Often we have large sets of data and use a frequency table to display the data more efficiently.
Data were collected from the last three World Cup soccer tournaments. A total of 192 games were played. The table below lists the number of goals scored per game (not including any goals scored in shootouts).
|Total # Goals/Game
To find the mean number of goals scored per game, we would need to find the sum of all 192 numbers, and then divide that sum by 192.
Rather than add 192 numbers, we use the fact that the same numbers appear many times. For example, the number 0 appears 17 times, the number 1 appears 45 times, the number 2 appears 51 times, etc.
If we add up 17 zeros, we get 0. If we add up 45 ones, we get 45. If we add up 51 twos, we get 102. Repeated addition is multiplication.
Thus, the sum of the 192 numbers
= 0(17) + 1(45) + 2(51) + 3(37) + 4(25) + 5(11) + 6(3) + 7(2) + 8(1) = 453.
The sample mean is then 453 / 192 = 2.359.
Note that, in this example, the values of 1, 2, and 3 are the most common and our average falls in this range representing the bulk of the data.
LO 4.9: Define and calculate the sample median of a quantitative variable.
The median M is the midpoint of the distribution. It is the number such that half of the observations fall above, and half fall below.
To find the median:
- Order the data from smallest to largest.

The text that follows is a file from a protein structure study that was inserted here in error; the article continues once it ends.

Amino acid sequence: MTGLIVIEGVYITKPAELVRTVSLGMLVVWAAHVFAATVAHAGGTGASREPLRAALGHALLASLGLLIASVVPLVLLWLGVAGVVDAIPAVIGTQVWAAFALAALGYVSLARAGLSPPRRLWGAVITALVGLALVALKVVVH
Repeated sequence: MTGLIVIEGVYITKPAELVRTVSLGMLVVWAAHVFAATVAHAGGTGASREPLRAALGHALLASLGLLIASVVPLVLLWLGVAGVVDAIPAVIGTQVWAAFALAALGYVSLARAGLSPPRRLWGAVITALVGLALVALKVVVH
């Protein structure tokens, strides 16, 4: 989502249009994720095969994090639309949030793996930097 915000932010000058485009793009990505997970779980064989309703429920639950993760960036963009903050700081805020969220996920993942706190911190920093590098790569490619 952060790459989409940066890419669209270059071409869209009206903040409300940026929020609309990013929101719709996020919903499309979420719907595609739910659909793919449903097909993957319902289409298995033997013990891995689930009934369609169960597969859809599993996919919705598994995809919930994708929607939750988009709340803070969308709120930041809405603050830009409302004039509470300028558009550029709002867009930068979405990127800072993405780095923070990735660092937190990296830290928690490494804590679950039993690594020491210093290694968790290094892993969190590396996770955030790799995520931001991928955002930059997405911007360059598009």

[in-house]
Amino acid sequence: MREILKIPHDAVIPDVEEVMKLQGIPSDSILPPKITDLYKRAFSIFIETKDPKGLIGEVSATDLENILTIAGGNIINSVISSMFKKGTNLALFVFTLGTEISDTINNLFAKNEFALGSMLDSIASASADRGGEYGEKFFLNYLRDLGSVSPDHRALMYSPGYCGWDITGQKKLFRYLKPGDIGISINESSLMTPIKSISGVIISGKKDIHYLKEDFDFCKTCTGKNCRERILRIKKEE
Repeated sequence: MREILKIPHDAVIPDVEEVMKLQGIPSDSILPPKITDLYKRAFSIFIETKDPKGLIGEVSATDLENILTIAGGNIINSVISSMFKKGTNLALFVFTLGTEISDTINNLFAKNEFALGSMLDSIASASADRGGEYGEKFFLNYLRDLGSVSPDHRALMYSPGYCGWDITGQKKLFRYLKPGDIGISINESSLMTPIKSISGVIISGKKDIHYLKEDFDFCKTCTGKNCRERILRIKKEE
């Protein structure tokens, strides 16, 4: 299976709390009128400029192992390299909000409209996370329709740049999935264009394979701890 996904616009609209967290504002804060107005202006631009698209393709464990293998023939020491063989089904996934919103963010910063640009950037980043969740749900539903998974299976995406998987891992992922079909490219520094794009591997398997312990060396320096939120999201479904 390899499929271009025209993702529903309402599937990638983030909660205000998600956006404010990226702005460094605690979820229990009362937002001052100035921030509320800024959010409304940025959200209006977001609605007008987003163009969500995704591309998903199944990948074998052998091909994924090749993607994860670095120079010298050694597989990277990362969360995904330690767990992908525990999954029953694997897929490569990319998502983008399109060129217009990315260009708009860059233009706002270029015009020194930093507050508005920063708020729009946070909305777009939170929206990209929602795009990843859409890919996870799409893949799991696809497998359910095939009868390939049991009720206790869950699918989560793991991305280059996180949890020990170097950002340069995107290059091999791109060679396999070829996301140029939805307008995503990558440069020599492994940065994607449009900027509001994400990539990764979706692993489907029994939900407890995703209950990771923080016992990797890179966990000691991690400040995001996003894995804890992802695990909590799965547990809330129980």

- Consider whether n, the number of observations, is even or odd.
- If n is odd, the median M is the center observation in the ordered list. This observation is the one “sitting” in the (n + 1) / 2 spot in the ordered list.
- If n is even, the median M is the mean of the two center observations in the ordered list. These two observations are the ones “sitting” in the (n / 2) and (n / 2) + 1 spots in the ordered list.
EXAMPLE: Median (1)
For a simple visualization of the location of the median, consider the following two simple cases of n = 7 and n = 8 ordered observations, with each observation represented by a solid circle:
- In the images above, the dots are equally spaced, this need not indicate the data values are actually equally spaced as we are only interested in listing them in order.
- In fact, in the above pictures, two subsequent dots could have exactly the same value.
- It is clear that the value of the median will be in the same position regardless of the distance between data values.
EXAMPLE: Median (2)
To find the median age of the Best Actress Oscar winners, we first need to order the data.
It would be useful, then, to use the stemplot, a diagram in which the data are already ordered.